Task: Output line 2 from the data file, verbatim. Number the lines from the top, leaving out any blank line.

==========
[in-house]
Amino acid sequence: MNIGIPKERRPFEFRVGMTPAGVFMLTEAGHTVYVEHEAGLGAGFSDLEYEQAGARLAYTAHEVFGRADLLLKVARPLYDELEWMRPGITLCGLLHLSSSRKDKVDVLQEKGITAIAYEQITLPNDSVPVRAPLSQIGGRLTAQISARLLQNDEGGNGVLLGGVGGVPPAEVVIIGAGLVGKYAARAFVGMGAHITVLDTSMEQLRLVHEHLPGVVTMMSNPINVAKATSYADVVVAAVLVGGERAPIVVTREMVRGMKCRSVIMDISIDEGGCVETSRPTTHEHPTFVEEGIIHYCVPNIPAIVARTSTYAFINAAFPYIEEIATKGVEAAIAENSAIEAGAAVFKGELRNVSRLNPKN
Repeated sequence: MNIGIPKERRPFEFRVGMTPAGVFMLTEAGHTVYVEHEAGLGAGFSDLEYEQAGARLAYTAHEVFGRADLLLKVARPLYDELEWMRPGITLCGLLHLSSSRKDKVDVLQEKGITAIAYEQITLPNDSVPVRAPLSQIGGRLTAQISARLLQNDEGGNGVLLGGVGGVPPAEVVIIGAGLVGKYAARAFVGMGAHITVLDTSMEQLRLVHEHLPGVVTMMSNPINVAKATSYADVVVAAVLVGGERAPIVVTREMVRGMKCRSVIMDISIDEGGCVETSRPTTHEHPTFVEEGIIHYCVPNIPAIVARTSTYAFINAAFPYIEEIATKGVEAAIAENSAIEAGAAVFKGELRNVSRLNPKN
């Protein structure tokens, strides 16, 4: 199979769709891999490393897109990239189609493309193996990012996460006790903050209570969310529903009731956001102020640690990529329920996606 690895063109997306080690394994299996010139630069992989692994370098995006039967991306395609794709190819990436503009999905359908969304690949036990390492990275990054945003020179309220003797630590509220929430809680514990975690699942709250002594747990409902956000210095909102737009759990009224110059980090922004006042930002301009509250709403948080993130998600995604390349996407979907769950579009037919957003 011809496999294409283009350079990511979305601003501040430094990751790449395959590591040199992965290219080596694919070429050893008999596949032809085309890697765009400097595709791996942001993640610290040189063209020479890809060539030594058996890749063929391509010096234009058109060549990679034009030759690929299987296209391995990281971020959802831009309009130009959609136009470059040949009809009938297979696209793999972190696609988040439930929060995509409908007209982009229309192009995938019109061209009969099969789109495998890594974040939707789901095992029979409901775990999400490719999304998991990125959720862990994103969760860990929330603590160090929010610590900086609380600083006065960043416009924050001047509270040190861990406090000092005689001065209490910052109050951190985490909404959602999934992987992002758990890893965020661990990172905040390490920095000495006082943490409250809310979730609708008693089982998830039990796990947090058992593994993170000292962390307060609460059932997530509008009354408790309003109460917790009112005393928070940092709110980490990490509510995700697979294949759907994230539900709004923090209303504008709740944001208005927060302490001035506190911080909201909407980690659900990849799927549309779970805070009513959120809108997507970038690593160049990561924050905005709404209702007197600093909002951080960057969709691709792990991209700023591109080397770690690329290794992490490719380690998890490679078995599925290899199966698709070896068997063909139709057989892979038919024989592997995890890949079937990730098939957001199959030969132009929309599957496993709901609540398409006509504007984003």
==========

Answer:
Amino acid sequence: MNIGIPKERRPFEFRVGMTPAGVFMLTEAGHTVYVEHEAGLGAGFSDLEYEQAGARLAYTAHEVFGRADLLLKVARPLYDELEWMRPGITLCGLLHLSSSRKDKVDVLQEKGITAIAYEQITLPNDSVPVRAPLSQIGGRLTAQISARLLQNDEGGNGVLLGGVGGVPPAEVVIIGAGLVGKYAARAFVGMGAHITVLDTSMEQLRLVHEHLPGVVTMMSNPINVAKATSYADVVVAAVLVGGERAPIVVTREMVRGMKCRSVIMDISIDEGGCVETSRPTTHEHPTFVEEGIIHYCVPNIPAIVARTSTYAFINAAFPYIEEIATKGVEAAIAENSAIEAGAAVFKGELRNVSRLNPKN